I have been a professional witch and psychic for eleven years. In that time, I have developed many beliefs based on hands-on experience. When I came to the Craft, it was for all the right (for me) reasons: to obtain the power and strength to climb out of the confines of the small town I grew up in. It has taken me many years to achieve this goal. Having done so, I began to cultivate a new set of goals: namely obtaining security.
One of the beliefs I have developed in a decade-plus of magickal practice is this: if you have the ability to do better for yourself, you have the spiritual obligation to do so.
As I looked at what I needed to do to increase my personal security, I felt overwhelmed — a bit like a little boy who was told to “go clean his room.” There was so much to do, that I didn’t even know where to start! Many of us get stuck at this stage: it’s tempting to surrender to that feeling of confusion and disempowerment, and simply “pray for help” rather than to roll up our sleeves and get to work.
Our community has an unfortunate tendency to externalize our power: we tend to look at our abilities to walk between the worlds as tools we can use to help others, but not ourselves. We tend to glorify our weaknesses rather than acquiring the knowledge to overcome them; to sacrifice our personal energy until we have nothing left to give; and, in dark moments, we turn our power over to an amorphous Other rather than realize that it is up to us to empower ourselves.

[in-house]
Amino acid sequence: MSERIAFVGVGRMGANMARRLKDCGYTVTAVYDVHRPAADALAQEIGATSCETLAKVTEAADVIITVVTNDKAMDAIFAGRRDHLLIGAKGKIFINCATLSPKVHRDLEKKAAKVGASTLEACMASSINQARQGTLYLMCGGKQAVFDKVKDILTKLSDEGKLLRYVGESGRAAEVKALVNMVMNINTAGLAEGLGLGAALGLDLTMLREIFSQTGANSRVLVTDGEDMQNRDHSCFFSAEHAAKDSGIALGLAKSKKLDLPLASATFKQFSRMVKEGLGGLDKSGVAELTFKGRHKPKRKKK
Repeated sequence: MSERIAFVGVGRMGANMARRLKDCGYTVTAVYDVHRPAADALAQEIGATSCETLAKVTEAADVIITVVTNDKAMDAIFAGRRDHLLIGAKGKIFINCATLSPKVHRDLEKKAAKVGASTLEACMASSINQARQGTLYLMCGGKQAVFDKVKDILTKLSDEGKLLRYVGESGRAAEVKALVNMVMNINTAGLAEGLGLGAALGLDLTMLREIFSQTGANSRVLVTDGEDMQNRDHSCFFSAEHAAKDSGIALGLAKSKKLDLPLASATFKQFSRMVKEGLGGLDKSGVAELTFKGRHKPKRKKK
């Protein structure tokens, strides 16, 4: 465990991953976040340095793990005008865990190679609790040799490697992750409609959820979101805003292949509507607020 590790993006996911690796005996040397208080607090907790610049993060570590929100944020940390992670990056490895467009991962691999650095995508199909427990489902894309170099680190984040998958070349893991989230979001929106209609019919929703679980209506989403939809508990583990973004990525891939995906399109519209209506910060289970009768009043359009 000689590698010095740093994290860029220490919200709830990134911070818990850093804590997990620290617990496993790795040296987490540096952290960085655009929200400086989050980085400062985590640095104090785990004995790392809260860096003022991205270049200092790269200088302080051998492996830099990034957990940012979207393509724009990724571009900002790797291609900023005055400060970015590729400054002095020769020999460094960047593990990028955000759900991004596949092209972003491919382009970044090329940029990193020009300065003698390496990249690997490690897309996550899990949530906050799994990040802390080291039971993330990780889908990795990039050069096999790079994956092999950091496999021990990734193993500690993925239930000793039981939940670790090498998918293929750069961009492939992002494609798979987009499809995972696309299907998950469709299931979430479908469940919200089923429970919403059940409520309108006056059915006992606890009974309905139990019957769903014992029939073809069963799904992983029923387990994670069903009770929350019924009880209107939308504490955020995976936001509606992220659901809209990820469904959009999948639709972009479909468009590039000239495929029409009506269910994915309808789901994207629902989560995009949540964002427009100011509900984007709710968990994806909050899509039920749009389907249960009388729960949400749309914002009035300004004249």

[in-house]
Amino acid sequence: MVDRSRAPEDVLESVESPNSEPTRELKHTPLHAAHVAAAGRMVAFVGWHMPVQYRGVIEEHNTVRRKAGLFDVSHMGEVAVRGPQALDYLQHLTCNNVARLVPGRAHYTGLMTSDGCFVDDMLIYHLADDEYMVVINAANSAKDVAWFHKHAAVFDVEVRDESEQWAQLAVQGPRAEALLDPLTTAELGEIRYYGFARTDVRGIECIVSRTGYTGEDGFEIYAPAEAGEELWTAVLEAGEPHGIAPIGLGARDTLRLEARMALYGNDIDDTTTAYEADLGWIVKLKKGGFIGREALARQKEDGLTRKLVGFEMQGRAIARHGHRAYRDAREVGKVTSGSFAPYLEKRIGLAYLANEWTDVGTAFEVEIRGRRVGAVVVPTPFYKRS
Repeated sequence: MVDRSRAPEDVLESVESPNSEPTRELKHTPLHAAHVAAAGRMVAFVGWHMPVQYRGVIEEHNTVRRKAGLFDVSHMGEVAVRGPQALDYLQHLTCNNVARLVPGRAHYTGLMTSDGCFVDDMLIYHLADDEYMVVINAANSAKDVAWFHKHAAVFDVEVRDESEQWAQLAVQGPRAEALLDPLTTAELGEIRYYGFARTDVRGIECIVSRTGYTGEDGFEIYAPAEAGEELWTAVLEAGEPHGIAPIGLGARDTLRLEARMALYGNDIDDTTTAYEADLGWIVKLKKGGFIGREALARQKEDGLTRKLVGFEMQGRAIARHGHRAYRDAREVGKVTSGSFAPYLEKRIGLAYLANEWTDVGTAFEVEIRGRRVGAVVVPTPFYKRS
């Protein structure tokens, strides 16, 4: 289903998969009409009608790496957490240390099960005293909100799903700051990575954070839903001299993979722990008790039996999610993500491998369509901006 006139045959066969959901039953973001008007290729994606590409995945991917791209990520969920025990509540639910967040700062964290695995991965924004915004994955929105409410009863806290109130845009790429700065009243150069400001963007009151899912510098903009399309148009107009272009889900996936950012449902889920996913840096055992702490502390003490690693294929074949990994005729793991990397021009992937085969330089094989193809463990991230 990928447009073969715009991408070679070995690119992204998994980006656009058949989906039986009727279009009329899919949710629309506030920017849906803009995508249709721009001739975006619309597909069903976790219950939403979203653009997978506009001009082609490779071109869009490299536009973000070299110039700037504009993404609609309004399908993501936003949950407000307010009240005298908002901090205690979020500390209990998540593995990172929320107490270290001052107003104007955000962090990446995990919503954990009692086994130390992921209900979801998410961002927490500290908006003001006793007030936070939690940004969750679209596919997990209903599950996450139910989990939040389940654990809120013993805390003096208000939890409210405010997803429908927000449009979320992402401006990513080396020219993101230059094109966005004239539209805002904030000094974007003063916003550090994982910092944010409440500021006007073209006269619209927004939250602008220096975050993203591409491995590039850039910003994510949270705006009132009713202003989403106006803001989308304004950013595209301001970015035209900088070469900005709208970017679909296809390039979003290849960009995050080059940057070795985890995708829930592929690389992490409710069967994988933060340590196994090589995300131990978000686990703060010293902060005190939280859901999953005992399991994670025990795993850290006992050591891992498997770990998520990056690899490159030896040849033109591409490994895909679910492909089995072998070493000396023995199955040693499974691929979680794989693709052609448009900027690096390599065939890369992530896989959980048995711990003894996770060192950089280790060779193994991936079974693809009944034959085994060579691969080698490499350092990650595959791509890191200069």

I believe that we are living embodiments of the gods. We know the power of our thoughts, our words, and our actions, yet most of us choose to reinforce what’s wrong in our lives rather than make a path for a better one. Why? Because of a fatal flaw in our thinking: we either doubt our ability to make the changes we need, or, worse still, because we are “waiting for a miracle.”
Our culture is dominated by belief systems designed specifically to dis-empower us. We are sold a bill of goods: the idea that if we just surrender our will to a “higher-power” we will be rewarded by miracles. However, don’t we magic-workers believe that we are the living embodiments of gods? If so, is it not our responsibility to make our own miracles?
Don’t get me wrong: I’m not saying that simply doing a spell will fix everything. But if it won’t fix anything, then what are we here for? Spellwork isn’t about surrendering our will to another, but rather focusing and expressing our will to find the ways (magickal or mundane) to change our circumstances. Sometimes the magic we experience is the direct result of our magic; at other times it is the result of doing the leg work or the manual labor associated with the spell. In either case, self-empowerment is the goal.
So, the next time you are standing in that place where the mess feels so overwhelming that you couldn’t possibly start to find your way through it, look again. There’s always a first step, a place to begin finding your way out the situation in which you find yourself. Sometimes that way means bargaining with the gods, and at other times it means acting like one. Go ahead: cast that spell, and follow it up with action in the mundane world to reinforce your will. Every time you choose to take action, to persist, to engage your will with the world, you are taking a step towards becoming the embodiment of the god(s) you choose to worship. And that, people, is the best reason for doing magic in the first place.
Originally posted on Pagan Square Thursday, 19 June 2014